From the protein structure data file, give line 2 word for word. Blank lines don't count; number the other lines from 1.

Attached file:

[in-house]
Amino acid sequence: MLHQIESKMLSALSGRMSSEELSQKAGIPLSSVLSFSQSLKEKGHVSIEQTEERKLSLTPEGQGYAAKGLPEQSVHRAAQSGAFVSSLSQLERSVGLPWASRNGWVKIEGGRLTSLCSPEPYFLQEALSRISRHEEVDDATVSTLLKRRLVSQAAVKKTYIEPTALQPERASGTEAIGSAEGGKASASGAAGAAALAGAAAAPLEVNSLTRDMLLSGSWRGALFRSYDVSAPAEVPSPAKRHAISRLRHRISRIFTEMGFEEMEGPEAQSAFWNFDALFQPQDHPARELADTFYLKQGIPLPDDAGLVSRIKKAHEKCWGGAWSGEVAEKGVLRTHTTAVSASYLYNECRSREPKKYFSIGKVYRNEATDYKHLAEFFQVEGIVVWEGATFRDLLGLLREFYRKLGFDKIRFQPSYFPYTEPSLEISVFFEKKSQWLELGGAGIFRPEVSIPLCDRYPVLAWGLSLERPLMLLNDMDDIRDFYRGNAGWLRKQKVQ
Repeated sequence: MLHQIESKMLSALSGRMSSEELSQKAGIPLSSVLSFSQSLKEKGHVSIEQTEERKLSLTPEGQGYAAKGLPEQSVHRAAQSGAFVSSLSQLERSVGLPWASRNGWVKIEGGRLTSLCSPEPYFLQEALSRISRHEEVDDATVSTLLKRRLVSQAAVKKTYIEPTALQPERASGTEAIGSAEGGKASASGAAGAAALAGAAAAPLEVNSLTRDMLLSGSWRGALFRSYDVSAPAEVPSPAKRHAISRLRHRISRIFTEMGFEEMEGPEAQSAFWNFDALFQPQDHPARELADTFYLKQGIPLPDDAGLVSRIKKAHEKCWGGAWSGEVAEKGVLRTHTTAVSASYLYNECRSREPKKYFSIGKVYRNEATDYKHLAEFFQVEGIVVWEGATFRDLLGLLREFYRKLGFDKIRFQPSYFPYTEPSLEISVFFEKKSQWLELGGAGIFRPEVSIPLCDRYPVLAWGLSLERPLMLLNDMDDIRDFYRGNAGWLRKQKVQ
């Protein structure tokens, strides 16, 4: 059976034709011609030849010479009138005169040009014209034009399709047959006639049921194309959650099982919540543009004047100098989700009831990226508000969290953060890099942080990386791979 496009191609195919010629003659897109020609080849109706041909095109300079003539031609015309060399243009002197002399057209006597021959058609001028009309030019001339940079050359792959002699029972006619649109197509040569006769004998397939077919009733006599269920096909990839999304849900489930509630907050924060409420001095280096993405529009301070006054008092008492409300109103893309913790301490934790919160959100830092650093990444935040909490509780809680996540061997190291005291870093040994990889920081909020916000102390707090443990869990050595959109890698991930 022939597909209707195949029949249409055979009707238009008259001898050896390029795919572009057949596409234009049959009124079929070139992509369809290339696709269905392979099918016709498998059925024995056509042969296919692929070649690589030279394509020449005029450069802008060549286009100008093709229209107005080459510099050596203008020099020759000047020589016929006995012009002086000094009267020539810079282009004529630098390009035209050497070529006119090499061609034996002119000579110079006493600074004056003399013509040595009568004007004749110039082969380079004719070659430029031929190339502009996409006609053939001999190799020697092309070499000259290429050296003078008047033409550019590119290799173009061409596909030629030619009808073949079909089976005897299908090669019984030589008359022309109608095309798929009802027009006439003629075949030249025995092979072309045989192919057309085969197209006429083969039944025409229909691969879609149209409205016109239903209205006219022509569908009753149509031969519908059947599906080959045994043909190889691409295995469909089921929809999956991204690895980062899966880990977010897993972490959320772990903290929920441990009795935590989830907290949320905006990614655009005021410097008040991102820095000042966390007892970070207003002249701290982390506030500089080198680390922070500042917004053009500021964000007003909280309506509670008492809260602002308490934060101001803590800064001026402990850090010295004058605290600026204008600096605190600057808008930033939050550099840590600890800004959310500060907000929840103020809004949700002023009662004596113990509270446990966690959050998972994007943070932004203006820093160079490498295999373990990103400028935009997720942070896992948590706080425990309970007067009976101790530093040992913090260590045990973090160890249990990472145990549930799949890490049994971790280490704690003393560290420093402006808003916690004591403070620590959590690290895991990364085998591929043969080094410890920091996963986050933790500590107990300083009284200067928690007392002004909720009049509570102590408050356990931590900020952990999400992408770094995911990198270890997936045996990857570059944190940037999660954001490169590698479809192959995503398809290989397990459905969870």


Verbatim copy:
Amino acid sequence: MLHQIESKMLSALSGRMSSEELSQKAGIPLSSVLSFSQSLKEKGHVSIEQTEERKLSLTPEGQGYAAKGLPEQSVHRAAQSGAFVSSLSQLERSVGLPWASRNGWVKIEGGRLTSLCSPEPYFLQEALSRISRHEEVDDATVSTLLKRRLVSQAAVKKTYIEPTALQPERASGTEAIGSAEGGKASASGAAGAAALAGAAAAPLEVNSLTRDMLLSGSWRGALFRSYDVSAPAEVPSPAKRHAISRLRHRISRIFTEMGFEEMEGPEAQSAFWNFDALFQPQDHPARELADTFYLKQGIPLPDDAGLVSRIKKAHEKCWGGAWSGEVAEKGVLRTHTTAVSASYLYNECRSREPKKYFSIGKVYRNEATDYKHLAEFFQVEGIVVWEGATFRDLLGLLREFYRKLGFDKIRFQPSYFPYTEPSLEISVFFEKKSQWLELGGAGIFRPEVSIPLCDRYPVLAWGLSLERPLMLLNDMDDIRDFYRGNAGWLRKQKVQ